It is interesting to look at the efforts of Old Major to use persuasive techniques.
He uses the rhetorical question: "You cows that I see before me, how many thousands of gallons of milk have you given during the last year?"
He uses the emotional persuasive appeal of fear: "You young porkers... every one of you will scream your lives out at the block within a year. To that horror we must all come -"
He uses the logical persuasive appeal by expressing to animals they do all the work, the humans profit from it.
He uses the charged words "comrade" and "Rebellion!" Each of these has connotation. A comrade is a friend, uniting all animals with an equal part in this process. Rebellion is a strong act and thus has an emotional charge. Rebellion in this regard cannot be done alone, but must be done as a group.
Throughout the speech you see other instances of propaganda and persuasion... stereo-typing, slogan, authority (he establishes himself as an older more credible judge than the rest).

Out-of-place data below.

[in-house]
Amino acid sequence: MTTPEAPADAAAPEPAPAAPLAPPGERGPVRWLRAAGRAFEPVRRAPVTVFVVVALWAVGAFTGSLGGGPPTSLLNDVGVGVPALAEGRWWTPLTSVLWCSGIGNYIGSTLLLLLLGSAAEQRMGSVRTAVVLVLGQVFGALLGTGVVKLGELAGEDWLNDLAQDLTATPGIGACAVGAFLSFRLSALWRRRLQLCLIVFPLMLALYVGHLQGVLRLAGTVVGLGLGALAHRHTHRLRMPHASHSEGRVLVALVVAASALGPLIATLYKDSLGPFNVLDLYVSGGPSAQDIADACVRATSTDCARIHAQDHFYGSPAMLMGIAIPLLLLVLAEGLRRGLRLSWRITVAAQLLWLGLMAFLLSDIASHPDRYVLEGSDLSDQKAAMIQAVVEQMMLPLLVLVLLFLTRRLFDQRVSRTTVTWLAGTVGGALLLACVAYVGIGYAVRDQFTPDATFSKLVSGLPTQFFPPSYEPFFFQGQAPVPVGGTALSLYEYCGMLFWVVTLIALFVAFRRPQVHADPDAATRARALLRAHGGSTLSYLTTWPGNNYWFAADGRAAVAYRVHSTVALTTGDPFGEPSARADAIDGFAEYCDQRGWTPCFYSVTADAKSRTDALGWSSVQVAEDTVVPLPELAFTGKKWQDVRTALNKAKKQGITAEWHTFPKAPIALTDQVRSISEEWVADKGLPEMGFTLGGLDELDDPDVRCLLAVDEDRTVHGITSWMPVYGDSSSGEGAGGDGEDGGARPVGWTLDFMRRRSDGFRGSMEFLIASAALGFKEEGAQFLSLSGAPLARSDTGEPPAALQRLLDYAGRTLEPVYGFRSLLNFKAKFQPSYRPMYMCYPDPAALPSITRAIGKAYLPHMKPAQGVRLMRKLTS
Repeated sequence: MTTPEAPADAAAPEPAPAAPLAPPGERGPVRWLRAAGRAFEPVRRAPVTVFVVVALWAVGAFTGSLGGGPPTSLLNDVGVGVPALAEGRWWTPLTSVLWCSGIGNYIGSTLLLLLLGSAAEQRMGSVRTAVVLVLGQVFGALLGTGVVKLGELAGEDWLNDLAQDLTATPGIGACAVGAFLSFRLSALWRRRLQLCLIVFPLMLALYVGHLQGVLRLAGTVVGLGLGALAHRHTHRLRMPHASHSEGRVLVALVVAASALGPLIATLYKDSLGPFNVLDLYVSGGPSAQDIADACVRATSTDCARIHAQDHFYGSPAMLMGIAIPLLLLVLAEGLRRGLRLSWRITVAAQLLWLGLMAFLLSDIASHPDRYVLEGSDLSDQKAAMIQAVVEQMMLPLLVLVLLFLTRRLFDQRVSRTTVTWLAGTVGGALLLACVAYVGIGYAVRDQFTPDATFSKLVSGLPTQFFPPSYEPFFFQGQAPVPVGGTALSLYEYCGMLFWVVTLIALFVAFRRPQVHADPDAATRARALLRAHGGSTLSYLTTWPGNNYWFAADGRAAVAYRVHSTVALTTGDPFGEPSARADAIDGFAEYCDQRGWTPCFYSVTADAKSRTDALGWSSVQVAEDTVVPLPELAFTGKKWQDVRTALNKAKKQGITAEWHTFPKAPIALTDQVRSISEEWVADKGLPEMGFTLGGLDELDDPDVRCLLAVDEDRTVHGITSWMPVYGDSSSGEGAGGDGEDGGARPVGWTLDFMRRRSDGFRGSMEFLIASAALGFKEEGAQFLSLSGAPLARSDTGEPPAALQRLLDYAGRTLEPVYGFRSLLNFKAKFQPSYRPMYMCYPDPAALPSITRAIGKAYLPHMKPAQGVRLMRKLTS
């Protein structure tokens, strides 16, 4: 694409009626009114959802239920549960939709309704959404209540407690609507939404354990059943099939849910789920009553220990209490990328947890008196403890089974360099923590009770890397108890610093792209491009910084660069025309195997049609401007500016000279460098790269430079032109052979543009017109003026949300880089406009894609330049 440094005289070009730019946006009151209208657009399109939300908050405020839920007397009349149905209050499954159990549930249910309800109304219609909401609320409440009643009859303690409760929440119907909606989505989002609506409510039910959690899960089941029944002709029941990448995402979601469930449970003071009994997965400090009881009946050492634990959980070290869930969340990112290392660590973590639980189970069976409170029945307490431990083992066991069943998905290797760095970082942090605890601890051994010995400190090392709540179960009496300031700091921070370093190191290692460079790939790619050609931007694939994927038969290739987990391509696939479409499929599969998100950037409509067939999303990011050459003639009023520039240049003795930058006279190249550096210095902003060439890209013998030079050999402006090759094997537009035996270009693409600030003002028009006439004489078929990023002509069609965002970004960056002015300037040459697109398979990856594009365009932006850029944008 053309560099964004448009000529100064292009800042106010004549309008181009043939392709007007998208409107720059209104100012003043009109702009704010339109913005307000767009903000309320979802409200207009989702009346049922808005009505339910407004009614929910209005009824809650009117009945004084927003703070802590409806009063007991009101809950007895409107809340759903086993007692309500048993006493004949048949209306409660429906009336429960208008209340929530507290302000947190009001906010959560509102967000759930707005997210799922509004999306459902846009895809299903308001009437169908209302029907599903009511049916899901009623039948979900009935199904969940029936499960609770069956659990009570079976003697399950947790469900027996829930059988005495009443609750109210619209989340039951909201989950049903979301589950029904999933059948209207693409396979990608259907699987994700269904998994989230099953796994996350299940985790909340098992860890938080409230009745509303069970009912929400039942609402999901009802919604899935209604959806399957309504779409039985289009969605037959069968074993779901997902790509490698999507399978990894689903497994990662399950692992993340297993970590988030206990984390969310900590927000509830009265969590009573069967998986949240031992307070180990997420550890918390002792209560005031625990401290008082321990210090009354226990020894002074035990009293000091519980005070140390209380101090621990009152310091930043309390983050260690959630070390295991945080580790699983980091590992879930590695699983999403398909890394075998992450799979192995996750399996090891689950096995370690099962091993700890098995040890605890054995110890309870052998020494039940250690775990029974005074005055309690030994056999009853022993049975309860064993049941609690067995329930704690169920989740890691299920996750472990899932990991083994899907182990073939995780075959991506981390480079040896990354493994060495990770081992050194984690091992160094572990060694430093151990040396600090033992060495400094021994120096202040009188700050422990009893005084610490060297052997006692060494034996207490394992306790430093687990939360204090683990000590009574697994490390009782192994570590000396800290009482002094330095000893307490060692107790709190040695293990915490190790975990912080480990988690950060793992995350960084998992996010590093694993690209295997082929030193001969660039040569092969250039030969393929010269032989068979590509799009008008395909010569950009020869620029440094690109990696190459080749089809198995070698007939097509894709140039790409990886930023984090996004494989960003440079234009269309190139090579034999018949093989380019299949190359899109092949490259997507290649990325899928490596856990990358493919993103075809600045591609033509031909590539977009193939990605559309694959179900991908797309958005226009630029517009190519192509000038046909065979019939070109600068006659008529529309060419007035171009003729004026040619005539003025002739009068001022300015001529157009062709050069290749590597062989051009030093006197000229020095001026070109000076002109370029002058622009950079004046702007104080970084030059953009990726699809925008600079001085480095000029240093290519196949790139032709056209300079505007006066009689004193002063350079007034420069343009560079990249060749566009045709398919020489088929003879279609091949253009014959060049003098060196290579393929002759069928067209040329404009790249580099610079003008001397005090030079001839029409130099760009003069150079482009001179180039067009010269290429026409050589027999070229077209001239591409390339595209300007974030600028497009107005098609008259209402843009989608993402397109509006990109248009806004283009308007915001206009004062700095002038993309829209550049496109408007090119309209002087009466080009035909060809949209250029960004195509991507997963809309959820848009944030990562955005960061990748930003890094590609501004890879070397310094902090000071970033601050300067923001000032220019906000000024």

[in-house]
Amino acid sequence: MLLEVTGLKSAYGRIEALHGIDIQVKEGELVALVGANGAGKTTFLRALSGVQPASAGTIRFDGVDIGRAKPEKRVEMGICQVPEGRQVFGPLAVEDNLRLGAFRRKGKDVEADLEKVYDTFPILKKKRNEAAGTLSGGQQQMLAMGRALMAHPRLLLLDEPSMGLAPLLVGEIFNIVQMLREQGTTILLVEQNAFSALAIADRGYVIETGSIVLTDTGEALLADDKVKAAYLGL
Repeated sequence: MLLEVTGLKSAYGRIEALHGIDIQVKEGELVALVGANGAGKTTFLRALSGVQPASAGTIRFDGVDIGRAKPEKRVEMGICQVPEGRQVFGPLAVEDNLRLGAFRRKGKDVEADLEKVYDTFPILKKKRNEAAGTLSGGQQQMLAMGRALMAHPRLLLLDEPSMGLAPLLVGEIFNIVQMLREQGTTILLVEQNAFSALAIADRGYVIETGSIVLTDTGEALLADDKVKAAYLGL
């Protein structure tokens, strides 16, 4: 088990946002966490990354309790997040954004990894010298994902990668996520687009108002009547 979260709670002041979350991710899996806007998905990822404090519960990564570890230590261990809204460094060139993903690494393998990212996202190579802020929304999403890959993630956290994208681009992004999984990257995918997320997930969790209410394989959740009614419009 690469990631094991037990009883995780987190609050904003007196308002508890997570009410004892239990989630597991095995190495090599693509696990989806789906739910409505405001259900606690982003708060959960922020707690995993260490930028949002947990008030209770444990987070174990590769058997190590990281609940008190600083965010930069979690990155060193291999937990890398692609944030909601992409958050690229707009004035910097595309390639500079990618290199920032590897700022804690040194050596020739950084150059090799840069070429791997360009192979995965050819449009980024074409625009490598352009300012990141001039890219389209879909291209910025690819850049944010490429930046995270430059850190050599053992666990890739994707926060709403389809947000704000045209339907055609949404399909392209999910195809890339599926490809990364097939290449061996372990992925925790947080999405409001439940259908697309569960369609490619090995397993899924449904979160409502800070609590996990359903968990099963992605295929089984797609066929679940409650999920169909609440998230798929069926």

My first impression of the speech is that it makes a lot of sense as long as you accept the basic premise that the animals are intelligent beings. It is clear that the animals are being oppressed and it is clear that it is the people that are doing it.
What is less clear is that getting rid of the people will solve everything. It would take away that particular oppressor, but true equality will require that the animals will not have the same ambitions that people do. Old Major assumes that they will not. He assumes they will live in harmony. But that is just an assumption and it turns out to be wrong.